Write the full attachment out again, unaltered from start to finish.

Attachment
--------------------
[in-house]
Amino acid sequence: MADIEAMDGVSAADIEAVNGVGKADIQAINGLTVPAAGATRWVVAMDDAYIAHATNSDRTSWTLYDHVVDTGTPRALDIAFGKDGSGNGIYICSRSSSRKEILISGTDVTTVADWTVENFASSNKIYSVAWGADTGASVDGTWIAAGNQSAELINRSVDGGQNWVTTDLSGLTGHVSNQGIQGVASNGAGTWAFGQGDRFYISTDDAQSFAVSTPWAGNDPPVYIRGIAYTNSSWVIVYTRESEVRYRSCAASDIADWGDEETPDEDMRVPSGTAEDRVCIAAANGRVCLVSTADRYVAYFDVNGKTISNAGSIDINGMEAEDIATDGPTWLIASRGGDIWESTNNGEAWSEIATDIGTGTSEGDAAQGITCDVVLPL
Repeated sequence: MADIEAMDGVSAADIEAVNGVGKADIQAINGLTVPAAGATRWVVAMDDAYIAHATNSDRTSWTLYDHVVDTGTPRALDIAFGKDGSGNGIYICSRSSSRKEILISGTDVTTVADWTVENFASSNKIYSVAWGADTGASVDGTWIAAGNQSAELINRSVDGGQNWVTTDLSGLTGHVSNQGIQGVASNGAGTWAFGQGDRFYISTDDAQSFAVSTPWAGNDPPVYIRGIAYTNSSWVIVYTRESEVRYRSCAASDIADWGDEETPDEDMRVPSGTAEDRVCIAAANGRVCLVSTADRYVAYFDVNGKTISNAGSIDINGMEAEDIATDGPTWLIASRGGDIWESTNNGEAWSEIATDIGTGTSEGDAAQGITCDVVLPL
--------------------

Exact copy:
[in-house]
Amino acid sequence: MADIEAMDGVSAADIEAVNGVGKADIQAINGLTVPAAGATRWVVAMDDAYIAHATNSDRTSWTLYDHVVDTGTPRALDIAFGKDGSGNGIYICSRSSSRKEILISGTDVTTVADWTVENFASSNKIYSVAWGADTGASVDGTWIAAGNQSAELINRSVDGGQNWVTTDLSGLTGHVSNQGIQGVASNGAGTWAFGQGDRFYISTDDAQSFAVSTPWAGNDPPVYIRGIAYTNSSWVIVYTRESEVRYRSCAASDIADWGDEETPDEDMRVPSGTAEDRVCIAAANGRVCLVSTADRYVAYFDVNGKTISNAGSIDINGMEAEDIATDGPTWLIASRGGDIWESTNNGEAWSEIATDIGTGTSEGDAAQGITCDVVLPL
Repeated sequence: MADIEAMDGVSAADIEAVNGVGKADIQAINGLTVPAAGATRWVVAMDDAYIAHATNSDRTSWTLYDHVVDTGTPRALDIAFGKDGSGNGIYICSRSSSRKEILISGTDVTTVADWTVENFASSNKIYSVAWGADTGASVDGTWIAAGNQSAELINRSVDGGQNWVTTDLSGLTGHVSNQGIQGVASNGAGTWAFGQGDRFYISTDDAQSFAVSTPWAGNDPPVYIRGIAYTNSSWVIVYTRESEVRYRSCAASDIADWGDEETPDEDMRVPSGTAEDRVCIAAANGRVCLVSTADRYVAYFDVNGKTISNAGSIDINGMEAEDIATDGPTWLIASRGGDIWESTNNGEAWSEIATDIGTGTSEGDAAQGITCDVVLPL